Supplier units, including several micro, small and medium enterprises in Tier 2 and 3 cities in Tamil Nadu, logistics-providers and dealers will also be adversely affected. “Due to the multiplier effect of the automotive industry, with each vehicle produced leading not just to primary but also secondary and tertiary employment, the shutting down of car plants is always a big blow in economic terms,” Mr. Sharma says.

There are around 9 dealerships in the State which employ around 1,000 direct employees who will be affected, and there is no count of indirect job losses due to the dealership closure. Data provided by the Federation of Automobile Dealers Associations (FADA) show there may be around 100 vehicles with dealers in the State which will cost anywhere around ₹15 crore.

FADA president Vinkesh Gulati says the dealer community is trying to navigate its way out of the crisis caused by the pandemic; in these challenging circumstances, Ford’s exit has left them in a bind. “In India, dealers are already operating on very low margins, and any exit will not only hurt the dealers financially but will also undermine the customer’s trust in the global brands and the dealer.”

According to the FADA, dealers invest ₹5 crore-₹6 crore in setting up Ford dealerships in India. One of Ford’s dealers in Tamil Nadu says, “After the pandemic, I was looking forward to the upcoming festival season; with this announcement, it is bleaker than before. My consignments will get stuck.”

Micro, small and medium enterprises that have been supplying to Ford since the late 1990s and early 2000 are calculating their possible losses. The head of one such unit says, “Around 70% of my components are for Ford, and I have a separate team that focuses on making them.”

A few units at the Thirumudivakkam Industrial Estate said their businesses would also bleed. The Hindu spoke to seven units and five of them said they would lose anywhere between ₹1 crore and ₹6 crore a year owing to Ford’s exit. The other two units said their business with Ford amounted to a few lakh rupees, and they had started focussing on other companies.

After Ford’s announcement, employees at the Ford Suppliers Park were concerned about what would happen to their jobs.

“Nothing has been communicated to us. But we are worried about our jobs,” said an employee working at one of the units in this park located on the campus of Ford India.

Meanwhile, micro, small and medium enterprises that supply to Ford have been called to a meeting with the Industries Commissioner and the Director of Industries and Commerce on Monday. “We have been called to the SIDCO office for a meeting,” a unit owner said.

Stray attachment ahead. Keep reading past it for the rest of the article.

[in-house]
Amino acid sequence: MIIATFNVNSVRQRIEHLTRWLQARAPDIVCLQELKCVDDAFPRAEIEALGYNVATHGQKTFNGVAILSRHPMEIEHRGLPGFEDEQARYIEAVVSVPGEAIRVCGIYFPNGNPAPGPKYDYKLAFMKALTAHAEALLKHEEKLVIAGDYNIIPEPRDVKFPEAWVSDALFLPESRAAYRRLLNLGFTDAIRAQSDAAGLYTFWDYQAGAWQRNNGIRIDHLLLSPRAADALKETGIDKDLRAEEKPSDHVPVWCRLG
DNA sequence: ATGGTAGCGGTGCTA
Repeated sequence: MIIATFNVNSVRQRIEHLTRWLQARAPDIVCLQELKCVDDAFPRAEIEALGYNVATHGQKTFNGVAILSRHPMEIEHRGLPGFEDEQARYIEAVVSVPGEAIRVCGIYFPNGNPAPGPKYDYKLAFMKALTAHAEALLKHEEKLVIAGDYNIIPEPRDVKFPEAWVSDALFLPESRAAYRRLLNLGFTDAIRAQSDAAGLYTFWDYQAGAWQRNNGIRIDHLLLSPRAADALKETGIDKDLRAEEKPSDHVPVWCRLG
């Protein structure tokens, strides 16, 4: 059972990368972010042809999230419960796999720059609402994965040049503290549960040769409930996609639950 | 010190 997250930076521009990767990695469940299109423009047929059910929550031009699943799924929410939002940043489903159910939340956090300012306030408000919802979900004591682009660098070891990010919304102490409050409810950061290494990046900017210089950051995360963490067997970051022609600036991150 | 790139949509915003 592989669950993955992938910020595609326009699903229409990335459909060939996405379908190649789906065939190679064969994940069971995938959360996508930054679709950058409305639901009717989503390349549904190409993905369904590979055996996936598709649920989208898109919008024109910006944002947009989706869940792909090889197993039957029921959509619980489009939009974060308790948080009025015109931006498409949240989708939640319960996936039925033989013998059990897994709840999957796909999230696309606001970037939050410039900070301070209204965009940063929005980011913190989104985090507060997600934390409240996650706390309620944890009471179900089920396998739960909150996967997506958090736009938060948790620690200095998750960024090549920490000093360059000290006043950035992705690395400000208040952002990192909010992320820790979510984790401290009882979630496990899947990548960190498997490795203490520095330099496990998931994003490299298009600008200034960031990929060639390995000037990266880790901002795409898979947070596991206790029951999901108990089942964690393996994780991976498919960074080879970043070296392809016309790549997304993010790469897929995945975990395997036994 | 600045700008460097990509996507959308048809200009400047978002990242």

Way forward

With the sword of Damocles hanging over their head, workers at the Ford plant want a new job and a good separation package until June 2022. “One thing good about Ford is that they have trained us well. Every time there is a new trend in the automobile sector, they update us and ensure that we learn it. This means, we can be hired by any auto firm,” an employee pointed out. “We request the Chief Minister to intervene and help us with jobs based on our qualification and service.”

Another section of Ford workers whom The Hindu spoke to while they were wrapping up their work and leaving home said the Tamil Nadu government had signed several memoranda of understanding in the last few months and laid the foundation for many industrial units that will start operations in the coming months. The Chief Minister should try and accommodate the Ford workers at these companies.

When contacted, Ford’s spokesperson said, “We have started our discussion with the union and will keep you updated and informed as we progress on all important matters. We will work closely with unions to arrive at a fair and balanced separation package for represented employees who will leave our business.” Asked how much the separation package would be, the spokesperson did not give any answer.

So far, Ford has invested $1 billion in its vehicle operations in Chennai. The spokesperson also said the company would maintain full customer support operations with service, after-market parts and warranty support. “We will work with our current dealer network to transition the majority of them from sales and service to the services and parts businesses, so that we can continue serving our customers.”

Earlier this week, Chief Minister M.K. Stalin held a brief discussion with Industries Minister Thangam Thennarasu on Ford’s announcement, but the government has not spelt out its views so far.

(The names of employees have been changed to protect their identity.)

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Printable version | Oct 27, 2021 10:37:07 AM | https://www.thehindu.com/news/national/tamil-nadu/workers-take-a-hit-as-ford-slams-on-the-brakes/article36544549.ece